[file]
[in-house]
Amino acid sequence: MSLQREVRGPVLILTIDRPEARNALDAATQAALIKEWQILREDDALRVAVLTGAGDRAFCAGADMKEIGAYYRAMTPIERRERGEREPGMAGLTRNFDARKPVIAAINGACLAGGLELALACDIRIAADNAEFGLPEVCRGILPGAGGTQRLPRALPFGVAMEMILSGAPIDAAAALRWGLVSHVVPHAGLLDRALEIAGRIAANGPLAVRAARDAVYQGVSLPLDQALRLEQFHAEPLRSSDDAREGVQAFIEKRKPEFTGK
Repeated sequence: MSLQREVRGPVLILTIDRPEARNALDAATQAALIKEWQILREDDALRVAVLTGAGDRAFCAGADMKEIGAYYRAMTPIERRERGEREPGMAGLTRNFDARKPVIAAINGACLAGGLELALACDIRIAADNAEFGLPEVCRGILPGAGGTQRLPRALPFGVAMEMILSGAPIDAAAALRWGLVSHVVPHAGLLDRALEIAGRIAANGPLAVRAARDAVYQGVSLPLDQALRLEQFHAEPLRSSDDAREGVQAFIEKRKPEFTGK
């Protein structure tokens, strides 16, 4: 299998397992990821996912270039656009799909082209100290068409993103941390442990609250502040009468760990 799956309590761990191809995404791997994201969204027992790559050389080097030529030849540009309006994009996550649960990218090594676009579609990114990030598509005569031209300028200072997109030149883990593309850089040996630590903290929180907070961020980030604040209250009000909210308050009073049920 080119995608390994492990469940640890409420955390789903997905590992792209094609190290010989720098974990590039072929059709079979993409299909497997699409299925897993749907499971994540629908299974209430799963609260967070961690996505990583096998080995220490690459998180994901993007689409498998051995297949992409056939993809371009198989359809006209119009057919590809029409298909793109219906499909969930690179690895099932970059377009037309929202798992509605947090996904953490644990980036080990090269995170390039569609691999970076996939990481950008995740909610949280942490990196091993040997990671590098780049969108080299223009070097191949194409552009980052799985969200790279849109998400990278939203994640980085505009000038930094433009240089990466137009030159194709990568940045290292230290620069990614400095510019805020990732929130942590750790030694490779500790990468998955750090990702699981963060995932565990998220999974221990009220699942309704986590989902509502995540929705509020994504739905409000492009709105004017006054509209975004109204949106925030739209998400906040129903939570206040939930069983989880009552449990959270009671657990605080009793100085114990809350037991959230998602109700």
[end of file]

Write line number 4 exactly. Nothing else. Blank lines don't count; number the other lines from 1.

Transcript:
């Protein structure tokens, strides 16, 4: 299998397992990821996912270039656009799909082209100290068409993103941390442990609250502040009468760990 799956309590761990191809995404791997994201969204027992790559050389080097030529030849540009309006994009996550649960990218090594676009579609990114990030598509005569031209300028200072997109030149883990593309850089040996630590903290929180907070961020980030604040209250009000909210308050009073049920 080119995608390994492990469940640890409420955390789903997905590992792209094609190290010989720098974990590039072929059709079979993409299909497997699409299925897993749907499971994540629908299974209430799963609260967070961690996505990583096998080995220490690459998180994901993007689409498998051995297949992409056939993809371009198989359809006209119009057919590809029409298909793109219906499909969930690179690895099932970059377009037309929202798992509605947090996904953490644990980036080990090269995170390039569609691999970076996939990481950008995740909610949280942490990196091993040997990671590098780049969108080299223009070097191949194409552009980052799985969200790279849109998400990278939203994640980085505009000038930094433009240089990466137009030159194709990568940045290292230290620069990614400095510019805020990732929130942590750790030694490779500790990468998955750090990702699981963060995932565990998220999974221990009220699942309704986590989902509502995540929705509020994504739905409000492009709105004017006054509209975004109204949106925030739209998400906040129903939570206040939930069983989880009552449990959270009671657990605080009793100085114990809350037991959230998602109700």